Step 7) Okay, so I have an ebook! Done, right? Uhm…no. That beautiful ebook has to move from my desktop to your ereader. And how do I make that happen? By sending it to retailers—like iBooks, Amazon Kindle, Google Books, Barnes & Noble NOOK, Kobo, Oyster, and on, and on, and on… Once I have the ebook file completed, I input it into a file management system along with all the other necessary information (cover file, price, author bio, book synopsis, any blurbs, sale date, etc.). Then, I press distribute, and send it all out! In order for optimum preorder exposure, I try to send all files out 3+ months in advance of publication. That might seem like a long time, but at bigger publishing houses, books are sometimes available to buy over a year in advance of the on-sale date.
Of course, things don’t always go as planned. The manuscripts don’t get in on time, the editing process takes longer than we think, the designer is late supplying the files… Sometimes we really scrape the pavement trying to get books out on time. Those dates can sneak up on you!
Step 8) But if all goes to plan, then the fruit of your labor is visible on all online retailers within approximately two weeks of sending the files. And you get to see this, and cry with happiness:
And THAT, more or less, is how you build an ebook and get it out into the world. Next time you download a digital book, don’t forget to whisper a little thank you to that nerdy person who’s sitting behind a computer screen somewhere, putting another book together just for you.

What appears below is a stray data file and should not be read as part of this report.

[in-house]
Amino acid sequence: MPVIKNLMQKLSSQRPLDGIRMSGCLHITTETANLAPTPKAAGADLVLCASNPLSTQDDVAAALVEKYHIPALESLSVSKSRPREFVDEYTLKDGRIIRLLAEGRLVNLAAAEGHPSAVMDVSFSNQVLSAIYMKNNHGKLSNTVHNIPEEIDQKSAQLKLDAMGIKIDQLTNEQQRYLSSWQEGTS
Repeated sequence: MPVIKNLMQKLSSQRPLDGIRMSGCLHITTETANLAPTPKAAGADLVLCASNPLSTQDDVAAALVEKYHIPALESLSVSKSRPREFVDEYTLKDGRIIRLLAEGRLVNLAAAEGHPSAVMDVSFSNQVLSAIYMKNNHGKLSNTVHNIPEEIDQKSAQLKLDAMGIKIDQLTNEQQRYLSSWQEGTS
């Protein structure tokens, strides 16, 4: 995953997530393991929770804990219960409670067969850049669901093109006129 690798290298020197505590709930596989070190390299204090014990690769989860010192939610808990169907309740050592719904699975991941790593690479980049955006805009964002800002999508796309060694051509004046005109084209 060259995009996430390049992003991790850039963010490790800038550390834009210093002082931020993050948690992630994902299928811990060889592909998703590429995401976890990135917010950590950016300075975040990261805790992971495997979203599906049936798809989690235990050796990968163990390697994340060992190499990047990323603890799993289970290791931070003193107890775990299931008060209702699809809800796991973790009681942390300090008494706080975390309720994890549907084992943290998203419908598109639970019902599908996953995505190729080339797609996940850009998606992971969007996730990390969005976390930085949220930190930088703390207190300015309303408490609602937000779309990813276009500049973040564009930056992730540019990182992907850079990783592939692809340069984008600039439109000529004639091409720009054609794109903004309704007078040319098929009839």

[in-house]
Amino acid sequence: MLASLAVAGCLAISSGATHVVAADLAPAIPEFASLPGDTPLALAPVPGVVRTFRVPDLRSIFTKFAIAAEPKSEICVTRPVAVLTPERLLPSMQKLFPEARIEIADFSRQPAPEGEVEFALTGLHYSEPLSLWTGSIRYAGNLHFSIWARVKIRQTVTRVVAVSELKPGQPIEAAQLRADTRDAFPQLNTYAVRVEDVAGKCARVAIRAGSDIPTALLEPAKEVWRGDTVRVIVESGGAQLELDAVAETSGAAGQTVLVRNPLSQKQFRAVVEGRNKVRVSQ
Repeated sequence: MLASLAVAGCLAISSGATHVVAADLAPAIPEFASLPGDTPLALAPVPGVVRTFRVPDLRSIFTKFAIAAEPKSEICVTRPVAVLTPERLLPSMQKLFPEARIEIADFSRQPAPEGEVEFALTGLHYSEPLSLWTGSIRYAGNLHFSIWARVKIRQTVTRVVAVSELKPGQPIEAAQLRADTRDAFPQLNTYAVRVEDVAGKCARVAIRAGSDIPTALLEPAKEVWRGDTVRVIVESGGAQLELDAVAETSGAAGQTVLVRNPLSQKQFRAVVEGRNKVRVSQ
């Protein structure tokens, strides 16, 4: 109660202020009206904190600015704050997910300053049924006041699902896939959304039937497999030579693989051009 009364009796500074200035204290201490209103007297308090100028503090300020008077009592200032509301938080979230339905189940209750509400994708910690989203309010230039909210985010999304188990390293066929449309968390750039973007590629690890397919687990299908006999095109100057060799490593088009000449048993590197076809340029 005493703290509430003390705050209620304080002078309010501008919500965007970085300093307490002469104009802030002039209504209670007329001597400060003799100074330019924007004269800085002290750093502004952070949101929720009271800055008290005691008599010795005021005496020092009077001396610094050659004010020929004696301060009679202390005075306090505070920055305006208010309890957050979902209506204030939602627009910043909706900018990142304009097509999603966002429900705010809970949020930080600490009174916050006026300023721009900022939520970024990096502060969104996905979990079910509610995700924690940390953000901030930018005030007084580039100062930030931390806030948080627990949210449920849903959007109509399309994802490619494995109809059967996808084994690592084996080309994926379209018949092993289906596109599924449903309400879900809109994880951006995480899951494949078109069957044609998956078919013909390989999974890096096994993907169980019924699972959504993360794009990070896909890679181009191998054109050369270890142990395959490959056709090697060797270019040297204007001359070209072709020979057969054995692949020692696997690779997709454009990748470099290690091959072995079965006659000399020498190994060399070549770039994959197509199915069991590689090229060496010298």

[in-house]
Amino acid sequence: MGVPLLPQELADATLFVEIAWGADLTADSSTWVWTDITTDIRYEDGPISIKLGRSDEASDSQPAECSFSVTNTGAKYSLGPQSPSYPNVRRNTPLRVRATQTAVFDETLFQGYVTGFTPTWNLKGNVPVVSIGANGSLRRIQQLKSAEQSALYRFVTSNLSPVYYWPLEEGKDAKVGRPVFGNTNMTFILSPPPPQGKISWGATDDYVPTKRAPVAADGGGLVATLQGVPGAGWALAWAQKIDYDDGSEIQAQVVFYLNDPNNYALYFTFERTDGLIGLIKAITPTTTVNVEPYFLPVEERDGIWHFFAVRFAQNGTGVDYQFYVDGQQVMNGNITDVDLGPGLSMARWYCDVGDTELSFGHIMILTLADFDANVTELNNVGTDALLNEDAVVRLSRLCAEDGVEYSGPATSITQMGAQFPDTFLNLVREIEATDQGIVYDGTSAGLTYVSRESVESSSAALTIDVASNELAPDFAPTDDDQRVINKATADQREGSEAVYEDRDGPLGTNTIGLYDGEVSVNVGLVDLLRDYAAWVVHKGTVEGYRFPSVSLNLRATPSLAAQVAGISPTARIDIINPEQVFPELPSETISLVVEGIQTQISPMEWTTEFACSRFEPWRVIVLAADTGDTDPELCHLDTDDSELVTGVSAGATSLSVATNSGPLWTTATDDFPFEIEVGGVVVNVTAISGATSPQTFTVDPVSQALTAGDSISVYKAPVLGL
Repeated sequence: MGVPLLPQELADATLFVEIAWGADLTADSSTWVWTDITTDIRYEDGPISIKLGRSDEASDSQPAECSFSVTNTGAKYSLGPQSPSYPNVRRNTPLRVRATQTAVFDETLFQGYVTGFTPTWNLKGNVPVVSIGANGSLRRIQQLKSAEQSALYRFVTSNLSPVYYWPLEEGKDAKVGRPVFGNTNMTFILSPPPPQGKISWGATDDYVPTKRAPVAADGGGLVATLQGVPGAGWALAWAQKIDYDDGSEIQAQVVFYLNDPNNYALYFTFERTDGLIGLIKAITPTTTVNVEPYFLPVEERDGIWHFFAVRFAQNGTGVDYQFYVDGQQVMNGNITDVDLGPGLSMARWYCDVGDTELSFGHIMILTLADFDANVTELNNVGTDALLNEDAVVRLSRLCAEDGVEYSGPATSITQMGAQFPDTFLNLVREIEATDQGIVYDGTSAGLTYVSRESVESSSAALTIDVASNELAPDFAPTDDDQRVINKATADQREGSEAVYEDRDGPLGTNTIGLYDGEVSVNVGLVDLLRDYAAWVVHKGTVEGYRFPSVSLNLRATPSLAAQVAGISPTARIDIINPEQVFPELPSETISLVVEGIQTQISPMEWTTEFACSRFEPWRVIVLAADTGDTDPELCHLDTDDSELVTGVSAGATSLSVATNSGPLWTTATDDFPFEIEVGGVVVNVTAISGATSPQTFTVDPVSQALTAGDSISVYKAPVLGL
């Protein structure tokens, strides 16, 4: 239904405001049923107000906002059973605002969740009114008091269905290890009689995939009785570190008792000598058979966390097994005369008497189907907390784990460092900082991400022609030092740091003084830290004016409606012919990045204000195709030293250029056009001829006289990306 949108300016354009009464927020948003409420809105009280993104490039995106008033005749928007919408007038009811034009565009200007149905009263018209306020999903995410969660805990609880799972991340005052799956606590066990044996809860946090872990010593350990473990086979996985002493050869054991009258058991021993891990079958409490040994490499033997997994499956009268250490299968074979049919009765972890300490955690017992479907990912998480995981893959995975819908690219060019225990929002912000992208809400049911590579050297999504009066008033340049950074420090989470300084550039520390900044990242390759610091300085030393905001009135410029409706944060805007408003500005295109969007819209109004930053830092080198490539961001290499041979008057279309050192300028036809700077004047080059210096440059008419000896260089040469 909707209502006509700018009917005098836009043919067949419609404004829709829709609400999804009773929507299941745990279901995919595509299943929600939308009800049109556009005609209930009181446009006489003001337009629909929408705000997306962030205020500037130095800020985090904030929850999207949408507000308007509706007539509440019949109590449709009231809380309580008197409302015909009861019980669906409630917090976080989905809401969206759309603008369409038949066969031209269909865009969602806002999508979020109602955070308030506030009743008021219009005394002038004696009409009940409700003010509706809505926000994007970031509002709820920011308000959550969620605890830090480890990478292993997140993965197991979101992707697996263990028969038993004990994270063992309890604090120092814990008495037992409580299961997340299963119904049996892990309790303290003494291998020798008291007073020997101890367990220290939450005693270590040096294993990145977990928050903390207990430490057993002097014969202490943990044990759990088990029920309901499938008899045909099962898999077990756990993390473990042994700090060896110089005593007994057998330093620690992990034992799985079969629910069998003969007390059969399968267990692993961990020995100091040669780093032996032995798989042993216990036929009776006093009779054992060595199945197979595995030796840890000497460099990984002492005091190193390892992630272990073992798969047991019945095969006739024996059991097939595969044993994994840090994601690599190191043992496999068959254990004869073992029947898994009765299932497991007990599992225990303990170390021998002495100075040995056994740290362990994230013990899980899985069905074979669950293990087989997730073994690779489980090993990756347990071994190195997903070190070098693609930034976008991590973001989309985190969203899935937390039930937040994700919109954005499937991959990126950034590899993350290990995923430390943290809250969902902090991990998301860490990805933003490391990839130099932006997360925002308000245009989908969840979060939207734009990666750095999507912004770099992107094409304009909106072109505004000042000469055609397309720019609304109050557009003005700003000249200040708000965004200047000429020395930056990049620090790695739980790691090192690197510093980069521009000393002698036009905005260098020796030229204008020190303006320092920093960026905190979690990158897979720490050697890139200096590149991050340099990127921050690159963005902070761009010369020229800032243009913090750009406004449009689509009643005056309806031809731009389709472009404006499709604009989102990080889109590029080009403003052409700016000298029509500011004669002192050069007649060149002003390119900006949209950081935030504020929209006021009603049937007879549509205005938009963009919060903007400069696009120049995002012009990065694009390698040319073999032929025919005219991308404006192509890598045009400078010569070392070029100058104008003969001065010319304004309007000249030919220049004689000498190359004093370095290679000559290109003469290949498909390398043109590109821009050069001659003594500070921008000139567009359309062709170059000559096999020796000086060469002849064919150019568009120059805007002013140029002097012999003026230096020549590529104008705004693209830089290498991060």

Thank you, Kayla! You can see that even a creative industry like book publishing has a lot of technical needs. Next week, we’ll talk about promotion and plans to spread the word about The Dark Rituals series. Stayed tuned when BEYOND THE PAGE continues!
What is BEYOND THE PAGE?
Ever wonder what happens after you sign with a publishing house? Catrina Burgess, author of The Dark Rituals series coming this October, has convinced us to give you a behind-the-scenes look at how a manuscript becomes a finished book. Tune in every Tuesday for a new installment, and check out the series on the author’s blog at catrinaburgess.com!
Catch up here:
- Tuesday, July 14: Meet the Writer..and Her Manuscript
- Tuesday, July 21: How Editors Find Authors and Manuscripts
- Tuesday, July 28th: Deciding to Sign with a Publisher
- Tuesday, August 4th: Directing the Publishing Process
- Tuesday, August 11th: From the Desk of the Editor
- Tuesday, August 18th: COVER REVEAL and the Art of Design
- Tuesday, August 25th: The Horrifying Experience of Receiving Edits
- Tuesday, September 1st: The Final Round of Edits (Or, “Perfecting the Kiss”)
- Tuesday, September 8th: The Final (Copy)Edits
- Tuesday, September 15th: The Mystical Process of Building an Ebook